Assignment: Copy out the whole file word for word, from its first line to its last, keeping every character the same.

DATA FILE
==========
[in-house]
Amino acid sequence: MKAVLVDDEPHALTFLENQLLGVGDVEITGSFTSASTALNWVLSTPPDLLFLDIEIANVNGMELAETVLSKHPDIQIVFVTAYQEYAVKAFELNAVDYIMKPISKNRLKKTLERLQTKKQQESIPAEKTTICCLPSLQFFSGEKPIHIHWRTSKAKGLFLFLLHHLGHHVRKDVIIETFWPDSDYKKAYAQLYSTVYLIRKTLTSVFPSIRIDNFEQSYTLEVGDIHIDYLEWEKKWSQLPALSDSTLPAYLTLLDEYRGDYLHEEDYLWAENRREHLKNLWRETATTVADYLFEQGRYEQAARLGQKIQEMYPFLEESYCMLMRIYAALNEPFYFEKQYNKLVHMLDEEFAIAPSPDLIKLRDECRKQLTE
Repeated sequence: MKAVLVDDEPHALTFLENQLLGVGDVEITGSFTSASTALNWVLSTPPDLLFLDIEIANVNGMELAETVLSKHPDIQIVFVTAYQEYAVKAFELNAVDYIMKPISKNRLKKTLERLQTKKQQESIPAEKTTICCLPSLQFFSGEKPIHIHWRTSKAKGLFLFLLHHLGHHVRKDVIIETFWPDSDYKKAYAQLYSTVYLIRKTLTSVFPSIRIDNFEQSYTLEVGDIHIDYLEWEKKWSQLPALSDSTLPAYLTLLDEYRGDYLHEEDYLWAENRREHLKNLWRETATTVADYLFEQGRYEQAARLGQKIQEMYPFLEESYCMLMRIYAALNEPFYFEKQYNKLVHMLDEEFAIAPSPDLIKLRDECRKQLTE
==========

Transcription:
[in-house]
Amino acid sequence: MKAVLVDDEPHALTFLENQLLGVGDVEITGSFTSASTALNWVLSTPPDLLFLDIEIANVNGMELAETVLSKHPDIQIVFVTAYQEYAVKAFELNAVDYIMKPISKNRLKKTLERLQTKKQQESIPAEKTTICCLPSLQFFSGEKPIHIHWRTSKAKGLFLFLLHHLGHHVRKDVIIETFWPDSDYKKAYAQLYSTVYLIRKTLTSVFPSIRIDNFEQSYTLEVGDIHIDYLEWEKKWSQLPALSDSTLPAYLTLLDEYRGDYLHEEDYLWAENRREHLKNLWRETATTVADYLFEQGRYEQAARLGQKIQEMYPFLEESYCMLMRIYAALNEPFYFEKQYNKLVHMLDEEFAIAPSPDLIKLRDECRKQLTE
Repeated sequence: MKAVLVDDEPHALTFLENQLLGVGDVEITGSFTSASTALNWVLSTPPDLLFLDIEIANVNGMELAETVLSKHPDIQIVFVTAYQEYAVKAFELNAVDYIMKPISKNRLKKTLERLQTKKQQESIPAEKTTICCLPSLQFFSGEKPIHIHWRTSKAKGLFLFLLHHLGHHVRKDVIIETFWPDSDYKKAYAQLYSTVYLIRKTLTSVFPSIRIDNFEQSYTLEVGDIHIDYLEWEKKWSQLPALSDSTLPAYLTLLDEYRGDYLHEEDYLWAENRREHLKNLWRETATTVADYLFEQGRYEQAARLGQKIQEMYPFLEESYCMLMRIYAALNEPFYFEKQYNKLVHMLDEEFAIAPSPDLIKLRDECRKQLTE